Oh, sure, there’s still an outrageous amount of excess and preening pomposity on display (honestly, I’d have been disappointed if there wasn’t) but, for the most part, there’s also a much clearer focus on bigger riffs, bigger hooks, and a greater sense of clarity in the songwriting that allows the band to do more with less.

Of course, “less” is a relative term here, as the band’s beefy brand of genre-defying Death Metal is still loaded with all the usual symphonic bells and industrial whistles (albeit, perhaps slightly fewer than before), but things just don’t seem quite as frantic and overstuffed this time around.

Some people, of course, will probably see this as a failing – why even listen to The Monolith Deathcult if you’re not getting the full, unadulterated version, you may ask? – but to them I’d say… have you actually listened to the Ministry-meets-Fear-Factory-meets-Sepultura stomp of “Connect the Goddamn Dots” (written, as it happens, about flat-earthers, long before the world descended into its current state of counterproductive conspiratorial paranoia)? Because that, to me, is still very much The Monolith Deathcult we know and “love”.

And the same goes for songs like “Gone Sour, Doomed”, and the title-track (as you might have guessed, the album is z bit front-loaded) which showcase a version of the band – albeit still a very recognisable one – who are just that little bit more willing to let their riffs stick around a little longer, to let their hooks (and, dare I say, choruses) sink in a little deeper, and just generally strip things back, ever so slightly, to allow everyone and everything involved a little more room to breathe.

It’s not a perfect piece of work by any means – the fake Alex Jones voice-overs, for example, get pretty tiresome pretty quickly (the one at the end, in particular, just drags on and on), and the underwhelming “Blood Libels” should probably have been left on the cutting room floor – but it’s still got a lot to offer both the casual and the committed listener alike (“The White Silence” in particular hits many of the same doom-laden notes as the best parts of V1 and V2, but also recalls some of the darkest moments of the Triumvirate era at the same time).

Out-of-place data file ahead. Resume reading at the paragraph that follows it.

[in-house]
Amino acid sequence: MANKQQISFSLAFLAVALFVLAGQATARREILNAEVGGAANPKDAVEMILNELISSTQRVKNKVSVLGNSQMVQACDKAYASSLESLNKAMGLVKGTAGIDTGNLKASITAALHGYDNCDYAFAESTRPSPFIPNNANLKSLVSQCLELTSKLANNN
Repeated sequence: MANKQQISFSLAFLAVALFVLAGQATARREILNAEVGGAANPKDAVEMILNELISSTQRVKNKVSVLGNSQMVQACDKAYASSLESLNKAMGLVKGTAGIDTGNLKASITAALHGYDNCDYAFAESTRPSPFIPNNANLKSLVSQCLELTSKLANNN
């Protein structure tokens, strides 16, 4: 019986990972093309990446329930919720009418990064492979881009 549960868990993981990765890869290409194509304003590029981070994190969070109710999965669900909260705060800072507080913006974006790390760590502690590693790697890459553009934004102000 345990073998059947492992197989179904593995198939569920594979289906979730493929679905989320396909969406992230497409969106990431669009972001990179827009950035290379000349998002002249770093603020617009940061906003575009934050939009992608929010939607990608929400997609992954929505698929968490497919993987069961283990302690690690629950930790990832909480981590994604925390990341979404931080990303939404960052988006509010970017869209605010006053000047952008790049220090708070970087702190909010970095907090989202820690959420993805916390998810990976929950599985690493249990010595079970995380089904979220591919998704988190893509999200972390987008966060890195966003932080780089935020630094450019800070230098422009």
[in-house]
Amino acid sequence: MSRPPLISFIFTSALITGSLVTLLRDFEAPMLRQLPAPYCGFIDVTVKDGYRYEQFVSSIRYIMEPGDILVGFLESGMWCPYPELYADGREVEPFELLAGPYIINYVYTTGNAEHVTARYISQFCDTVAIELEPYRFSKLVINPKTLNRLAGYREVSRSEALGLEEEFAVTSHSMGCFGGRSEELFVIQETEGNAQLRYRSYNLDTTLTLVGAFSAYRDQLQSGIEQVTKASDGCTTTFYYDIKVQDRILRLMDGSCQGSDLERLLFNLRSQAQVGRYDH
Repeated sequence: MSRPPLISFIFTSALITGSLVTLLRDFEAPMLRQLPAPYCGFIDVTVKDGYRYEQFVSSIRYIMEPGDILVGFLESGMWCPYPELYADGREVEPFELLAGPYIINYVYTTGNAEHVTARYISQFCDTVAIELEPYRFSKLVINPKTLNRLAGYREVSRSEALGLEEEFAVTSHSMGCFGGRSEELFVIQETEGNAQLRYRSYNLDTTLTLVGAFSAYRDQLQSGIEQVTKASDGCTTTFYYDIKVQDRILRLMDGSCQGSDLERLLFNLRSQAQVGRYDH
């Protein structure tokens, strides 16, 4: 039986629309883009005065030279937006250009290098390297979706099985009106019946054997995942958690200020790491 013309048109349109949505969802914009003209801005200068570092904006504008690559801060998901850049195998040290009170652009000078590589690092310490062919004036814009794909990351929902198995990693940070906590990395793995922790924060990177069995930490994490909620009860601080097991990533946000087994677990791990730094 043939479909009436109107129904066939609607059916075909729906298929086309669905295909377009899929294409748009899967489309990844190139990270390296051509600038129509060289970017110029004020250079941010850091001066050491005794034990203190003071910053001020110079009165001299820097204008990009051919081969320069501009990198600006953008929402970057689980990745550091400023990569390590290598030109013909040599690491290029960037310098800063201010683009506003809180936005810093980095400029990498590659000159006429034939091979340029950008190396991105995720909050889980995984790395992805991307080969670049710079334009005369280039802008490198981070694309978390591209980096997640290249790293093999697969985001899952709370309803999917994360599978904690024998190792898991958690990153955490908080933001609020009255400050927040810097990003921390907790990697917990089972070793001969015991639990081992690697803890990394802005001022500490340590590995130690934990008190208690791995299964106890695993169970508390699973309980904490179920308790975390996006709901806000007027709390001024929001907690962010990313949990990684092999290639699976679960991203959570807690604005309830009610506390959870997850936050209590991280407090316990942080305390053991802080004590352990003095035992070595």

And while I’m left with quite a few questions still unanswered (such as, is that meant to be a purposeful reference to the Spider-Man: Homecoming soundtrack during “Vernedering”? and why did the band decide to mash-up quotes from both Rambo and Starship Troopers – and then not even use the second, arguably even more iconic, part of of that Rambo-quote – during “They Drew First Blood”?), I have to say that V3 has left me very curious, very curious indeed, about where the band are going to go next.

Which, I guess, was probably their plan all along. Sneaky bastards.

P.S. The Monolith Deathcult will be doing a live stream of the new album via YouTube. Go here to sign up for a reminder of when it begins.








  1. Nice write up. Dunno how I’ve not heard this band before, but I’m really digging what they do!

    • I like comments like this… not because they’re flattering (though flattery WILL get you everywhere) but because it means you have so much more to explore and look forward (or backward) to!